Dr. Cristina Espinosa, Arnold Bergstraesser Institute, Freiburg
Fabricio Rodríguez, University of Jena
The extraction of natural resources has intensified and expanded since the 1990s, gaining greater significance as a disputed field of social and political tensions since the turn of the century. While some actors compete over access to and control of natural resources, others emphasize the urgency to reverse the exponential expansion of extractive activities. Conflicts over the uneven distribution of risks and benefits associated to the exploration and production of resources have proliferated accordingly.
Beyond material aspects, these conflicts are entangled in ideational struggles between social actors driven by competing interests and understandings of how society and nature interactions should be arranged. Such developments are ultimately about an ongoing process of negotiation and contestation of the kinds of knowledge about nature that are to be socially accepted as relevant, legitimate and true. In the process, certain systems of meaning and signification gain currency and “stick”, while others are discarded as irrelevant or false. Against this backdrop, the workshop titled “The enforced expansion of extractive frontiers: struggles over power, meaning and knowledge” welcomed an international group of 25 scholars with interdisciplinary backgrounds.
Dr. Peter Larsen from the University of Luzern, and Dr. Mariana Walter from the Institut de Ciència i Tecnologia Ambientals (ICTA) – Universitat Autònoma de Barcelona (UAB) featured as the keynote speakers. Dr. Larsen discussed the concept of “post-frontier governance” as a way to analyse divergent demands about rights, participation and conservation. These demands are connected to local communities’ concern for self-determination, environmentalists’ aim of biodiversity conservation, and political-economic actors’ stakes in resource extraction. Whereas the ‘frontier’ concept brings to mind ideas of uncharted territory, which is out of sight and control, the ‘post-frontier’, as argued by Larsen, places the competing narratives of specific subjects at the centre of the debate. Dr. Walter talked about the emergence and spread of consultas comunitarias or community referenda in Latin America. Despite the lack of a legally binding character, these mechanisms hold great symbolic power and are redefining international principles such as that of Free Prior and Informed Consent (FPIC), which according to ILO convention 169 should be organized by the state, and not by communities.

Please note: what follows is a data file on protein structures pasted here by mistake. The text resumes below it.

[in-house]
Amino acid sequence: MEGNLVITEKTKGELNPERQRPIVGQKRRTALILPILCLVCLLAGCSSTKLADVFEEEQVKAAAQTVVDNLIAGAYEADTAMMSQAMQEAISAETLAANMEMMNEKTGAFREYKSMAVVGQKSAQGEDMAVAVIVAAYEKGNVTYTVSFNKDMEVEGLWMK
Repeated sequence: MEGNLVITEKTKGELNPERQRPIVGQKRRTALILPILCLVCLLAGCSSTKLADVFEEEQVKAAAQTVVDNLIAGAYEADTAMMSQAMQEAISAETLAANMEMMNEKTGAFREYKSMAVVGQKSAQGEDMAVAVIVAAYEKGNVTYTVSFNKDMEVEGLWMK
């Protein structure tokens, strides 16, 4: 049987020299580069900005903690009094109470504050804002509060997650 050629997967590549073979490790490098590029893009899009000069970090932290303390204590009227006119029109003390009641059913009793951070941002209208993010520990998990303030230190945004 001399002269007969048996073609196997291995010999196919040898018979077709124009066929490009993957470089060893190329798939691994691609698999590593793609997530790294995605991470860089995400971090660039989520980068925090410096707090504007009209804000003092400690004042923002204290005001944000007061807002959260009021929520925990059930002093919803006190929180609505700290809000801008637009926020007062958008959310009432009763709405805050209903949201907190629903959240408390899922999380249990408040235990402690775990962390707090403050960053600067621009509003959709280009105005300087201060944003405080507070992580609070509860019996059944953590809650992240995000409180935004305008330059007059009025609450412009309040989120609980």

The discussion rounds, encompassing 11 presentations about the Americas, Africa, Asia, and Eurasia, revealed that the concepts of power, meaning and knowledge deserve careful unpacking and that it makes analytical sense to apply them in conversation with one another. It became evident that the study of these three concepts is particularly promising when conducted following an understanding of politics as a struggle over discursive hegemony. Discussions tackled back and forth between theoretical aspects related to these concepts and empirical details of a diverse set of case studies. Examples include the expansion of agro-extractivism and conflicts around water in coastal Peru, the co-management of the Mole National Park in Ghana, or the challenges and opportunities of establishing natural resource participatory systems in the Mayan forests.